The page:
A small flame

A small flame

Down Memory Lane - First Grade

This is the third post in a series of 12 posts scheduled by Mommy's Piggy Tales, which encourages women to record stories from their childhood for future generations to enjoy.


When I was in first grade, our furlough ended and we returned to Papua New Guinea.

The home my parents found to rent was half of a large duplex. Our landlord, a slightly eccentric German man, lived with his family in the other half of the duplex. We shared a back yard - a long, somewhat narrow strip of grass, surrounded by a chain-link fence - with our landlord, his family . . . and his pet, a large cassowary bird

photo from Wikipedia

The cassowary is similar to the Australian emu. The cassowary or, as we called him, muruk (the native word for cassowary, pronounced moo-ROOK . . . and be sure to roll the 'r' ;o) was as least as tall as my Dad, with a sharp beak and long legs. And he moved incredibly fast. One minute he would be at the far end of the yard, and the next he would be roaming the territory near our back door. The things that makes a muruk dangerous are his powerful legs and the large, very sharp spikes on the back of his legs near each foot. Cassowary birds defend themselves by kicking hard enough to break bones and by slicing and cutting with that knife-like spike. The Guinness Book of Records classifies them as the world's most dangerous bird

Needless to say, we were rarely allowed to play in the back yard! Sometimes, my Mom would be hanging out the laundry and here would come the muruk. She would retreat to just inside the back door and wait until he moved back to his side of the yard. One day, she called us to 'come and see!' The muruk was sorting through the basket of clean, damp laundry; picking up underwear and socks with his beak, one piece at a time, and flinging them across the grass. We had a good laugh, and then my Dad grabbed the broom and shooed him back across the yard to our landlord's side so my Mom could finish hanging up the wash.

That muruk gave us lots of laughs! At our end of the yard was a palm tree with fronds that hung down over the fence line. One of his favorite activities was to run, full-tilt, across the grass from his end of the yard to ours. When he reached the fence line and that palm tree, he would kick his feet up into the air at the palm leaves. Sometimes, he would get ahead of himself and kick the second foot up before the first foot was back on the ground, landing with a thud on his backside. My brother James was a toddler, and he would run through the house yelling "Kick the 'ruk!" and bicycle-kicking his feet in a successful attempt to mimic that crazy bird.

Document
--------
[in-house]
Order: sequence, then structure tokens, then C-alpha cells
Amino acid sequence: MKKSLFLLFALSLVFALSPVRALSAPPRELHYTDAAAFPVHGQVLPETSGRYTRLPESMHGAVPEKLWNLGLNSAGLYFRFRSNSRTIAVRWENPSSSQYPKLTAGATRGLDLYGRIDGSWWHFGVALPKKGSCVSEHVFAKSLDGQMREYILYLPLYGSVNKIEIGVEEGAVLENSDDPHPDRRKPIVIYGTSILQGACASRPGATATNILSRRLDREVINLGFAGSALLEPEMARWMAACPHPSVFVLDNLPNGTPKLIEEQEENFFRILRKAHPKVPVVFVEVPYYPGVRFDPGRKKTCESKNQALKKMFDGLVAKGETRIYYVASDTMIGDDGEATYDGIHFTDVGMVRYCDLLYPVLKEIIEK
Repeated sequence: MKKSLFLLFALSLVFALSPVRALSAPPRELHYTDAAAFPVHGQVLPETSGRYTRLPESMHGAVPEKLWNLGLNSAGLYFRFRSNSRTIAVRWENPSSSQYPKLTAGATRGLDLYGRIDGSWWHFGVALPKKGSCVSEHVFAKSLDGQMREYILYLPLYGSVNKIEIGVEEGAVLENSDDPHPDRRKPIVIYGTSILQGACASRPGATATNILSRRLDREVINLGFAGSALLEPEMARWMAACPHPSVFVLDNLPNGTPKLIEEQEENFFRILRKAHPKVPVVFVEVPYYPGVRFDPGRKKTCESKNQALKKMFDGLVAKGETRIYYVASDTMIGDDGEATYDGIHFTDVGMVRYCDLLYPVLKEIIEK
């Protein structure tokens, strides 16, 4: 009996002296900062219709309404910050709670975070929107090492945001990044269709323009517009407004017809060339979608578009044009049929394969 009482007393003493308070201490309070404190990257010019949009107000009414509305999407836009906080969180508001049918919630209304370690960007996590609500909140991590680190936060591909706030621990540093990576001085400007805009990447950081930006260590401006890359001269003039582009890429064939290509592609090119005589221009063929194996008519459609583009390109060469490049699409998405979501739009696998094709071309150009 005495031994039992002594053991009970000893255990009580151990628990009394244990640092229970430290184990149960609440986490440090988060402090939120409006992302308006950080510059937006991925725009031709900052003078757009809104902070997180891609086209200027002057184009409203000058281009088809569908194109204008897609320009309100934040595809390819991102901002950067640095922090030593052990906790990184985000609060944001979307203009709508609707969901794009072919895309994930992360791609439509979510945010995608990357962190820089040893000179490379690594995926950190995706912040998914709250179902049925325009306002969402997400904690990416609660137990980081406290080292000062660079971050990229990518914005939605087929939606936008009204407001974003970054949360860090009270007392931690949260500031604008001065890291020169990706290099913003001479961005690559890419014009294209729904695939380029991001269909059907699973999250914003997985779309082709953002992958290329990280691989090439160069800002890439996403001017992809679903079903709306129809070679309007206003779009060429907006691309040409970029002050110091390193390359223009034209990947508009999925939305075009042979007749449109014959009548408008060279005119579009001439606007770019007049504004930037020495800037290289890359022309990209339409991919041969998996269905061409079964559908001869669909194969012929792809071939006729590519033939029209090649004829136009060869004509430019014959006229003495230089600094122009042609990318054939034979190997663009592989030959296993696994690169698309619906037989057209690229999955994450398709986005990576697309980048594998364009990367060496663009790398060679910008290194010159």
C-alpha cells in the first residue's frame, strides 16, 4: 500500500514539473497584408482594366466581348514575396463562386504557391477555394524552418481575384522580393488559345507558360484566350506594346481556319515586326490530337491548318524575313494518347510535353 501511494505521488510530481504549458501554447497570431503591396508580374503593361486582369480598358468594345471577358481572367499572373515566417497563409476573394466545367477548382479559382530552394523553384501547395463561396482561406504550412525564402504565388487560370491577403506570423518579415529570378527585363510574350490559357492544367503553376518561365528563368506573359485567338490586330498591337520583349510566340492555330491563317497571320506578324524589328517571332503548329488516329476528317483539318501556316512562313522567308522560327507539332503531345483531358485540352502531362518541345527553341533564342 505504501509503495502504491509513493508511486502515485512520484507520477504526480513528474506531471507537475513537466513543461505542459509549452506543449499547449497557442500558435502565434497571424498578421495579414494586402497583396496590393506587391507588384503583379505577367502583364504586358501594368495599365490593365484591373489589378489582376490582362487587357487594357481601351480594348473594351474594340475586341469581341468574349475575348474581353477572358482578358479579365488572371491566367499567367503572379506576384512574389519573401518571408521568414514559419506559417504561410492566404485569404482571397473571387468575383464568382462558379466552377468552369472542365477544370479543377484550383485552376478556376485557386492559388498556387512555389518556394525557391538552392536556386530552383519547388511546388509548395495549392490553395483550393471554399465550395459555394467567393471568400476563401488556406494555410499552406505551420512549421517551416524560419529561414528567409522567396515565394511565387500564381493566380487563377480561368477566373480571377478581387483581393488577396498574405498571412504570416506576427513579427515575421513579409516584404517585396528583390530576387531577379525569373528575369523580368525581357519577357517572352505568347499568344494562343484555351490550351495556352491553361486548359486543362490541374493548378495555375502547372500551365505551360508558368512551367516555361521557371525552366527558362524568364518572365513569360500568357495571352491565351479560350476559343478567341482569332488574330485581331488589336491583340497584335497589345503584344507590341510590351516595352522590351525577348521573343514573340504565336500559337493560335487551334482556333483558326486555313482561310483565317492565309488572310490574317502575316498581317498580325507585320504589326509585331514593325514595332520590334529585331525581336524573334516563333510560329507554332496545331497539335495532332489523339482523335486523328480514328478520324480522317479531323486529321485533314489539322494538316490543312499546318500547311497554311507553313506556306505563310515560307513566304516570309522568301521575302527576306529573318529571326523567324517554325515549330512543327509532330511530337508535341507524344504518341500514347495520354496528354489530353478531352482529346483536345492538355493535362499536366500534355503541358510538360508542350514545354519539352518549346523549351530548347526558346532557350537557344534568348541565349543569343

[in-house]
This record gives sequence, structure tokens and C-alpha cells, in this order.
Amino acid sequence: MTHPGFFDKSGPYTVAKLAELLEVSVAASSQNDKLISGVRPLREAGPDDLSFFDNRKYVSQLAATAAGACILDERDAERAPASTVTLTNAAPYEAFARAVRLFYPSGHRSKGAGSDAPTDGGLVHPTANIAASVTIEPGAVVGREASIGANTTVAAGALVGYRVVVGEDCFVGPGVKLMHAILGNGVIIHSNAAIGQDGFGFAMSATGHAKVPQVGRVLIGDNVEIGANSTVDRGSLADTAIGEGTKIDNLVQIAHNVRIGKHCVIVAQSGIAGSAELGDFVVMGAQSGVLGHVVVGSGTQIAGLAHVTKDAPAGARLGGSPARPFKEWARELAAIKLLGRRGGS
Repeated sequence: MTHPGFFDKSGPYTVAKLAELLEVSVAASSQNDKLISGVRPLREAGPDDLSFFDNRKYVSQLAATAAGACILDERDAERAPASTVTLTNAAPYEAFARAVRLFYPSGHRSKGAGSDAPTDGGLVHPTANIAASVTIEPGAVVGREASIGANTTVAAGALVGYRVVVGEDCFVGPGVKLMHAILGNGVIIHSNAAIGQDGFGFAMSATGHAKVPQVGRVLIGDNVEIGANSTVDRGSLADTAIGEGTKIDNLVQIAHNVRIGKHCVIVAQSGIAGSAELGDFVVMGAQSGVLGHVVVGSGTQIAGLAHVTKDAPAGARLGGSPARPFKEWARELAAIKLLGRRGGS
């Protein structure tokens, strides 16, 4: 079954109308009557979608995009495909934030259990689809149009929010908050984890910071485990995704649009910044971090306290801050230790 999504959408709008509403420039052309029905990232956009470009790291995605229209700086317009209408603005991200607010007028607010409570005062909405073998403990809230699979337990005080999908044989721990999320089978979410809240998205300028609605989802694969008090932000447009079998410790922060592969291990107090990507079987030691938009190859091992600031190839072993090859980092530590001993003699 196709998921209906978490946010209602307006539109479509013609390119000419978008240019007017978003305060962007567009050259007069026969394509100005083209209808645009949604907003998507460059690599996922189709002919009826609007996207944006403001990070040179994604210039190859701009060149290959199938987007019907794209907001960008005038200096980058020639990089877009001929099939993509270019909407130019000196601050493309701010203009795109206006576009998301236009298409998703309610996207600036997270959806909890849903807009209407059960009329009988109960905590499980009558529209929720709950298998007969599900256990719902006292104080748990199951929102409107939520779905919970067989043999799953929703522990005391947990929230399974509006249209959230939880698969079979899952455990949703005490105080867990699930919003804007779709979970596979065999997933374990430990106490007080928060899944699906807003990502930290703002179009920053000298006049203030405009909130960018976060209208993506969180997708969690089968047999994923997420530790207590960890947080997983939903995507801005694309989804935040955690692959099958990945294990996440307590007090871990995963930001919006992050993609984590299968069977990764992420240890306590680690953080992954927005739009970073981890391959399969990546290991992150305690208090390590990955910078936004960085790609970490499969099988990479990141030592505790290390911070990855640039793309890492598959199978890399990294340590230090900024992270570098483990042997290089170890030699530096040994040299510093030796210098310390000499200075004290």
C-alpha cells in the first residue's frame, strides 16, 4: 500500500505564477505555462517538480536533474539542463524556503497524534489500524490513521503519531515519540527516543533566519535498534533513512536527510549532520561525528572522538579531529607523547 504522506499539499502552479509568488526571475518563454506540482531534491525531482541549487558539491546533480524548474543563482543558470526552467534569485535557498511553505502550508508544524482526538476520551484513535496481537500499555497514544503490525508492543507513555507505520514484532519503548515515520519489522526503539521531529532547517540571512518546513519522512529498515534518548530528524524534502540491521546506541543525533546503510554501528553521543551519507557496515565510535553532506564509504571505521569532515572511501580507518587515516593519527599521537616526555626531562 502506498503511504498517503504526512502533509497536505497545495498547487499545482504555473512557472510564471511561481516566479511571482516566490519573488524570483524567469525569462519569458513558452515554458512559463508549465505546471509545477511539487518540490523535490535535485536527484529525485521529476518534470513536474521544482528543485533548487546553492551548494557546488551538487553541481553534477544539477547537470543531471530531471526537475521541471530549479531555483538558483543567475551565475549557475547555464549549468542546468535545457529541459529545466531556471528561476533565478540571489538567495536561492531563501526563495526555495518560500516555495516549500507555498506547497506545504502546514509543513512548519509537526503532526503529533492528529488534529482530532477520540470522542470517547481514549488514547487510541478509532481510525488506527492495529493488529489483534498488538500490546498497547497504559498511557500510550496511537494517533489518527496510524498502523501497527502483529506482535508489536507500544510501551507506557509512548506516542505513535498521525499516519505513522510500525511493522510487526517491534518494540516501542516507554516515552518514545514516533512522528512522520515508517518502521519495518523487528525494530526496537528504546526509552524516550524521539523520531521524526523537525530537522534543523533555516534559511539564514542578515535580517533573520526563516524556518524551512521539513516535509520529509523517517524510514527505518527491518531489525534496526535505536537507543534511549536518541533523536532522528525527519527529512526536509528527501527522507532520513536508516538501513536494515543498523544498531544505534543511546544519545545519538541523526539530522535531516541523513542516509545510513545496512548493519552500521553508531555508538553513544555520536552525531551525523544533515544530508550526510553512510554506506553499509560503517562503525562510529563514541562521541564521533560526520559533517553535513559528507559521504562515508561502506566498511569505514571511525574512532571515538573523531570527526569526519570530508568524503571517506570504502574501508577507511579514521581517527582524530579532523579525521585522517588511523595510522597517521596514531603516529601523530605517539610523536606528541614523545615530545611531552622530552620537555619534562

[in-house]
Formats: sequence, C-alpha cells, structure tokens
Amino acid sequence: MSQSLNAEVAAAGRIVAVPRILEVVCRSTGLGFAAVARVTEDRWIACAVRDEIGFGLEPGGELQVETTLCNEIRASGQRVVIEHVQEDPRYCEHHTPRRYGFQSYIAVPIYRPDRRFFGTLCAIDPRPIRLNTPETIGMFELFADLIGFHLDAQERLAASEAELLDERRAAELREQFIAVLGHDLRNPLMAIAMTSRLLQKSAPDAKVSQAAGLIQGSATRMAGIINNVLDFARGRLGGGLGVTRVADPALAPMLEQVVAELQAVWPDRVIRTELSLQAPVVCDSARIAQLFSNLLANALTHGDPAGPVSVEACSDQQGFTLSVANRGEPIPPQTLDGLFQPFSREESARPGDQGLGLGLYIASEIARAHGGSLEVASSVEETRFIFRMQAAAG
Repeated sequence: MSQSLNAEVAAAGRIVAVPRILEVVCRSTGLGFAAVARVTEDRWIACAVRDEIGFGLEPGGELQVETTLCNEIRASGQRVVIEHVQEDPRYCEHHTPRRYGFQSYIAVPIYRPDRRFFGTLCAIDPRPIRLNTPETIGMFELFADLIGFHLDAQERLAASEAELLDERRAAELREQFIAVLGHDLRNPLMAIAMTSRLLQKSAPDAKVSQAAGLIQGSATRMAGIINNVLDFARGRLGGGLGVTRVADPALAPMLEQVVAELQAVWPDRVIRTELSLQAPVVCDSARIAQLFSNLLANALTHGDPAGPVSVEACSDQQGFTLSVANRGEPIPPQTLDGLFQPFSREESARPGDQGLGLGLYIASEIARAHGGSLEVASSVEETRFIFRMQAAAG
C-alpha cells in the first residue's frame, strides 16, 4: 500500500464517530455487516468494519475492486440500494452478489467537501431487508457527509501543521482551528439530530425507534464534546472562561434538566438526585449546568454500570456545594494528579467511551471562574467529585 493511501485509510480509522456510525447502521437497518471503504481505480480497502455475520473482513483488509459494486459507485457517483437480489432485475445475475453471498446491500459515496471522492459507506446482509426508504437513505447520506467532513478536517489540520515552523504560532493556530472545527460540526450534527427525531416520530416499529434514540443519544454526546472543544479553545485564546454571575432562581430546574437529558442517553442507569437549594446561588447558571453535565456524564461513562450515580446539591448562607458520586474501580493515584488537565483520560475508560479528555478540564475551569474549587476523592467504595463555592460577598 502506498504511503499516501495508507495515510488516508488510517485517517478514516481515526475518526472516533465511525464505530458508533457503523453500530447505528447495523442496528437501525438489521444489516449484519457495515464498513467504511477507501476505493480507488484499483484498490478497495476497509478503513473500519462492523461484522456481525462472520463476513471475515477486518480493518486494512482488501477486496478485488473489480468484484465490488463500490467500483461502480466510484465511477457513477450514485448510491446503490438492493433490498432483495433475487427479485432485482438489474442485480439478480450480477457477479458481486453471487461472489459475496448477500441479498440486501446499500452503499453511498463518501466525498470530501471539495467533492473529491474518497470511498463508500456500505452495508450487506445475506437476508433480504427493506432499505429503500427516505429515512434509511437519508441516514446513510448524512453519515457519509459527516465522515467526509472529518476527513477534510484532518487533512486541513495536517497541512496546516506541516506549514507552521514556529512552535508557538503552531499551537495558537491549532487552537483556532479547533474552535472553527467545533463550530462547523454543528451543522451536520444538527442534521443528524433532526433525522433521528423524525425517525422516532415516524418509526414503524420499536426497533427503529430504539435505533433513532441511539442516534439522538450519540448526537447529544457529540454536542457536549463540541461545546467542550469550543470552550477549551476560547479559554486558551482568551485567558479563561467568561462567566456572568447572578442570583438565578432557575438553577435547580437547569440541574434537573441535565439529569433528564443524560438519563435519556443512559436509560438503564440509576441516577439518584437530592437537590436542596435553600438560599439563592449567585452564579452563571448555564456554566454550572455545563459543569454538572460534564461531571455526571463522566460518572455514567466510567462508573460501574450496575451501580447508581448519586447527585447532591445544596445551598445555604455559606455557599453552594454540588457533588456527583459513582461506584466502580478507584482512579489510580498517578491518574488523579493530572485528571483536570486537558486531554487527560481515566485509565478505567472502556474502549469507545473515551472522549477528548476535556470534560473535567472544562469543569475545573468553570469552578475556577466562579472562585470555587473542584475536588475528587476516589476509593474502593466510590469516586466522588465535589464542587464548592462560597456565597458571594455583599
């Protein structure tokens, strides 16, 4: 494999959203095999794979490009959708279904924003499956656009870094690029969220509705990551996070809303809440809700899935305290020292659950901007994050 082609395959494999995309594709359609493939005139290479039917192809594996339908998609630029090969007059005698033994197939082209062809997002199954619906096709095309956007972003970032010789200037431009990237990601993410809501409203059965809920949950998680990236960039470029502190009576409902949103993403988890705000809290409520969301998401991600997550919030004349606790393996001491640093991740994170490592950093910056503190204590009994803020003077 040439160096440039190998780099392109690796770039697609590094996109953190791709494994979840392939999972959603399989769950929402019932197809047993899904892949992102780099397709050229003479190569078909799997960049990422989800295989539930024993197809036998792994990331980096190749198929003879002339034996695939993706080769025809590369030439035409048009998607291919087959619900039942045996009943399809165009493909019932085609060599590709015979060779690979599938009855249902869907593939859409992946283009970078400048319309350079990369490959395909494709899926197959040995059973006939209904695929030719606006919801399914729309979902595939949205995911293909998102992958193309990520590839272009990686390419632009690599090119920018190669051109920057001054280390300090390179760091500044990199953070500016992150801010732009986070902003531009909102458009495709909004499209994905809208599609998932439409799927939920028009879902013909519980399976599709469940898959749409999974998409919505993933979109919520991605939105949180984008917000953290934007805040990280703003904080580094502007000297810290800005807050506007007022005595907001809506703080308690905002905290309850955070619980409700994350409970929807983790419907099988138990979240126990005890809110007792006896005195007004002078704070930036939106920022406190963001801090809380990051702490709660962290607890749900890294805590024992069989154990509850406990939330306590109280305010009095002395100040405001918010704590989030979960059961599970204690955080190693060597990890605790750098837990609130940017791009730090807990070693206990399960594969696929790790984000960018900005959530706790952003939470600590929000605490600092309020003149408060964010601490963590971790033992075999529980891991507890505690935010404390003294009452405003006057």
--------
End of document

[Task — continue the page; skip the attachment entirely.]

As funny as he was at times, that muruk made life a bit nerve-racking for all of us. I can remember having nightmares that I was being cornered by the bird, who was advancing toward me with those menacing eyes glowing. I would wake up screaming and my parents would come sit on my bed and comfort me. Now as a parent myself, I can only imagine how scary it must have been for my parents to live with 3 small children in that environment! So we were all relieved when our landlord decided to sell his pet. The buyers spent almost an entire day luring the muruk into a large cage they had constructed before carting him away. It was great to finally have a back yard to play in!

The day they caught the muruk.
It drew quite a crowd, as nearly everything does in PNG.

If you're just joining me and would like to start this walk down memory lane from the beginning, please stroll on over here.



Zempel Family said...

Was this the PNG equivalent of a pit bull? Why on earth did he own the world's most dangerous bird? Crazy!

Lolli said...

The world's most dangerous bird?? Yes, crazy. It's pretty, though....I'll give it that!

scrapbookeasy said...

That is kind of funny, I would have been petrified! How else has an over-sized, dangerous bird in their back yard? Very interesting!

MrsH said...

Isn't it funny how we now look back on our parents' actions and just think about situations so differently? Thanks for sharing this story, it had me both slightly worried about what was next, and laughing!

coolestfamilyontheblock said...

When I first saw the photo of the bird I thought, "Wow, what a beautiful bird!"...and then you said how big and dangerous was and now I'm just afraid of it! I might not be able to sleep tonight...

I love the picture of you on the porch with the muruk in the backyard. Who has pictures like that? haha That's so cool!

Mom2three said...

I really enjoyed reading your post today. My kids talked about Cassowarys after they came back from Australia. Said they were horribly mean and very scary. Can't imagine living with one in your back yard. Glad you could find a little humor in having such a horrible "watch dog" there. I can't even imagine your nightmares.

Janna said...

Okay, I just love your stories! I can't imagine having such a dangerous bird in the backyard!?